• JUser: :_load: Unable to load user with ID: 154


Hi, this is my first report about the U.S. Championship!  Unfortunately I lost yesterday, in the first round.  My opponent was grandmaster Alex Stripunsky, whom I have played many times.  {Editor's Note: click here to see Bryan's 1st round game}  Actually, he is my nemesis.  It is funny, but he is the first grandmaster I ever played in a tournament game, and that time I drew.  But since then, I have lost every time; so for some reason he is my worst possible opponent.  Yesterday's game pretty much followed the pattern of a lot of our other games: I messed up the opening and got a bad position.  But then we both missed a clear win for him, and he started to makes some bad moves, and soon I had a pretty good game.  In the end I missed a move that would give me the advantage, and ended up losing.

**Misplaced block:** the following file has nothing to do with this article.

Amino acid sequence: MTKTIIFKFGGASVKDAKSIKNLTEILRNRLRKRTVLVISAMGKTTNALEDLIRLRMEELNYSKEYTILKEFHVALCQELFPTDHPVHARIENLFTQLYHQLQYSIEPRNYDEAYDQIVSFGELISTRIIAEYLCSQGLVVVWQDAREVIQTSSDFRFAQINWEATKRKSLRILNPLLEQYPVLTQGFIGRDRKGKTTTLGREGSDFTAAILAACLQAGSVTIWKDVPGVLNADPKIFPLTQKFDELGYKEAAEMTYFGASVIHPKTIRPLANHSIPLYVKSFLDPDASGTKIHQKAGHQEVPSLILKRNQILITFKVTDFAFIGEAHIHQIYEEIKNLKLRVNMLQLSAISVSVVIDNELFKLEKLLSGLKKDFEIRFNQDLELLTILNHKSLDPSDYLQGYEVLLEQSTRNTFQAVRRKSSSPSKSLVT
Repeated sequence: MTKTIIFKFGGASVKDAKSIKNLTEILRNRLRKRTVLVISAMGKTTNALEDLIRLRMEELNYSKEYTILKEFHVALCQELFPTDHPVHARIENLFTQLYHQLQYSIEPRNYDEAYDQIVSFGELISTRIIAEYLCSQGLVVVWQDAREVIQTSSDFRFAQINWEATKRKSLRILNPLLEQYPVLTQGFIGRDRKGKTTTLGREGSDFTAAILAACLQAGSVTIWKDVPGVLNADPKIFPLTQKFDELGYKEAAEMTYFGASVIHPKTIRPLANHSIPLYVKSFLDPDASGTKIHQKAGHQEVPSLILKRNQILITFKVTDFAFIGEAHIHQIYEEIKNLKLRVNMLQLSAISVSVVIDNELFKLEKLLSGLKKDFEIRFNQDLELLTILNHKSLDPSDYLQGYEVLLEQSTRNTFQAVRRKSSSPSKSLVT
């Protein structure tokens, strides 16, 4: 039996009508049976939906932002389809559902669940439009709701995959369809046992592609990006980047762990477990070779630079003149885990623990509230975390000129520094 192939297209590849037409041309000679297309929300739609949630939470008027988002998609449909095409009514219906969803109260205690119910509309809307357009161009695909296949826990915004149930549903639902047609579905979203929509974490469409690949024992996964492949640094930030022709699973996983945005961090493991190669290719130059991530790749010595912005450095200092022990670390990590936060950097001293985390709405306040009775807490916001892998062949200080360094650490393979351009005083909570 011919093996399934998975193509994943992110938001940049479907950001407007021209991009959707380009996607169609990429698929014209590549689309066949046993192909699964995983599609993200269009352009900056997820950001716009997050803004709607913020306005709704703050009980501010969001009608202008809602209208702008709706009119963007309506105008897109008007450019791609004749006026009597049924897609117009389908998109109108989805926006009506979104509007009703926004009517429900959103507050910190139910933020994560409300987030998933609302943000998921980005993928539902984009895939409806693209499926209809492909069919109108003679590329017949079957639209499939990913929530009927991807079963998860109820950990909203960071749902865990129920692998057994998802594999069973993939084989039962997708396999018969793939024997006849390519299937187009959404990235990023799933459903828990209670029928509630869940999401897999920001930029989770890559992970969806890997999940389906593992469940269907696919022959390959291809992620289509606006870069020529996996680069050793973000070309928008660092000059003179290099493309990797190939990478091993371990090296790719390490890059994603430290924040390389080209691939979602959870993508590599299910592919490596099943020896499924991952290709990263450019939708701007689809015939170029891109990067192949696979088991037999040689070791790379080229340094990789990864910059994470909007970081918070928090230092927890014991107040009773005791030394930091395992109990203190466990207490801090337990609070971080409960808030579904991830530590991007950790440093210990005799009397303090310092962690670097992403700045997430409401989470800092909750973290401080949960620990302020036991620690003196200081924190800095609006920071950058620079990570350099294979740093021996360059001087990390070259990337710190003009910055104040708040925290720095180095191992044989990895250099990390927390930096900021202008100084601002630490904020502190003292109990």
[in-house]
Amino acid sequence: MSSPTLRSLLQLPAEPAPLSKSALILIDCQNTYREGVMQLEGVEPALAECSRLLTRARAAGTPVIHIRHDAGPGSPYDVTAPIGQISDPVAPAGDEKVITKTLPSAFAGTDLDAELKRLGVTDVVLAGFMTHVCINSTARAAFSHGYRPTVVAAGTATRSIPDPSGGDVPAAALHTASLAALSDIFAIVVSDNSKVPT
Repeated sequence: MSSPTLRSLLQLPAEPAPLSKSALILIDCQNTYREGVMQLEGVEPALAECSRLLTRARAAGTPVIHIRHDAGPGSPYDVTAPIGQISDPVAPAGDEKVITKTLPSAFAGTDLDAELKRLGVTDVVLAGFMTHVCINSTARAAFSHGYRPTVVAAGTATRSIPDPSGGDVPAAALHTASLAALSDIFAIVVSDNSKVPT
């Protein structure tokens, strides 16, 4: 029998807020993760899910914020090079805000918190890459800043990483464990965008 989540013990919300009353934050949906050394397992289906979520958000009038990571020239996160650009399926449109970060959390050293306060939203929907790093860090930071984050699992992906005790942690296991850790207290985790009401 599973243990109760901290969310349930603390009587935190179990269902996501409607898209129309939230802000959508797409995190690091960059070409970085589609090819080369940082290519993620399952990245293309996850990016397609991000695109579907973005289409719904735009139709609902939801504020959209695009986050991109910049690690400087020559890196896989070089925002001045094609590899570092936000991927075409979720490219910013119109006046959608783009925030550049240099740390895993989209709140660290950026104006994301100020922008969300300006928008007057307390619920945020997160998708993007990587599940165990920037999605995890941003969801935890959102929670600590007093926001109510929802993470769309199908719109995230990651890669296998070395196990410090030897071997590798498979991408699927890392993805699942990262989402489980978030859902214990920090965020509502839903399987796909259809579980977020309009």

My game today was quite incredible.  My opponent was one of the lowest-rated players in the tournament, and for a while it was going routinely.  I got a much better--I would say, winning--position, but suddenly made a huge blunder.  Then I was totally lost, down three pawns with no chances.  Somehow I managed to create some problems, and then she allowed  mate in one move!  Nothing like this has happened before in any of my games.

{Editor's Note: click here to see Bryan's 2nd round game}

So don't be upset if you allow mate in one move in your tournament games, even people playing in the U.S. Championship can do the same thing!  And not only that, the world champion, Vladimir Kramnik, allowed mate in one move in a match against a computer last fall.  So it shows that everyone is mortal.

In the general standings, grandmasters Alexander Shabalov, Ildar Ibragimov, and Alexander Stripunsky (yes, my first round opponent) are leading the tournament with 2 points out of 2.  So far there have been no upsets, and only a few upset-draws.  Tomorrow I play against grandmaster Dmitry Gurevich.  He is actually the first grandmaster I ever played in any form.  I had just learned how to play chess when he came to Alaska and played a simultaneous exhibition.